The importance of getting privacy by design right – and the damage that getting it wrong can do – is illustrated by a new study which looked at how 120 of the most used Android apps in Belgium handle the personal data of their users.
Breaking the personal data rules
The study – which Collibra conducted with partners at UC Berkeley and AppCensus – showed that more than one-third of the apps were transmitting personal identifiers either without users realizing they were doing so, without asking for permission, or without informing users transparently about which companies receive this data and what they intend to do with it. This is potentially in violation of the EU’s General Data Protection Regulation (GDPR).
For example, one game app in the study shared user personal information with 23 external companies in just 10 minutes. The game asks users if they are willing to share their information, but is unclear how the data will be used and makes it difficult to decline. The personal identifiers could include geolocation information, a user’s Android ad ID or information the user provided to register for the app, such as age or email address. An Android ad ID is used by advertisers to assemble profiles of user activity, and can be erased manually by users through their Android devices.
In addition, more than one-fifth of the apps tested appear to be breaking Google’s policy (in violation of GDPR) and best practices for app developers. These apps were sending out persistent identifiers, which are pieces of personal information that are very hard to erase, alongside the Android Ad ID. One example of this is the identifier associated with a mobile phone, which is called an International Mobile Equipment Identity number (IMEI). Persistent identifiers are very difficult to erase in the same way as the Android’s ad ID, and therefore behavioral information will be associated with it forever.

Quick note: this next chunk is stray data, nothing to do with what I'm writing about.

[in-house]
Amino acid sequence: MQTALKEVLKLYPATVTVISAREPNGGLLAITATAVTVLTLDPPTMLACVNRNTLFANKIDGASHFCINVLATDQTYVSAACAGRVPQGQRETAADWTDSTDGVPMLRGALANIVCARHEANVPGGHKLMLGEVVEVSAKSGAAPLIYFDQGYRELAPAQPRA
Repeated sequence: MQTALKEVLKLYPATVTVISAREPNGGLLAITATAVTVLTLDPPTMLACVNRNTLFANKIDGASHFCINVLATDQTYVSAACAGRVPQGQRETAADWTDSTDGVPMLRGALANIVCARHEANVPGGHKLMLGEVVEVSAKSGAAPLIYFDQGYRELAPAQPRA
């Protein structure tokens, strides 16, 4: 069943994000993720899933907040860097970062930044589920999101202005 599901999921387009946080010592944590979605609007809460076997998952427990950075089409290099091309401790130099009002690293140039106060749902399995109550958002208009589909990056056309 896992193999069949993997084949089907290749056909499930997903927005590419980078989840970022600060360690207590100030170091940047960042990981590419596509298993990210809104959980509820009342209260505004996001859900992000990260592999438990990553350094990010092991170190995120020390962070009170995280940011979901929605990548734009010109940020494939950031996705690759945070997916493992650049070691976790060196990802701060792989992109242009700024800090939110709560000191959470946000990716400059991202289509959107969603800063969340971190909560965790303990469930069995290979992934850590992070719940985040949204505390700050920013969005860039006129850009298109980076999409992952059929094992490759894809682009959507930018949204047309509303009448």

This study was conducted in Belgium in partnership with De Tijd, a top Belgian business newspaper, and Serge Egelman, research director of the Usable Security & Privacy Group at the International Computer Science Institute (ICSI). He also holds an appointment in the Department of Electrical Engineering and Computer Sciences (EECS) at the University of California, Berkeley. Egelman’s company, AppCensus, provided the analysis of the apps in the study.
Understanding the impact
The apps caught using personal information incorrectly included a bank, a train ticket website, and the newspaper De Tijd itself. For De Tijd, the cause was an old piece of code that was still operating within its app – the newspaper promised to remedy the problem. These kinds of personal data challenges can happen within a variety of types of organizations across a range of industries.
It’s important for all organizations to be sure they are getting data privacy right. Today, organizations need to be in compliance with the growing number of data privacy rules. However, beyond that, it’s also vital to maintain the trust of the individuals who use their products and services. For the internet to thrive, society needs to be able to trust the organizations it engages with there.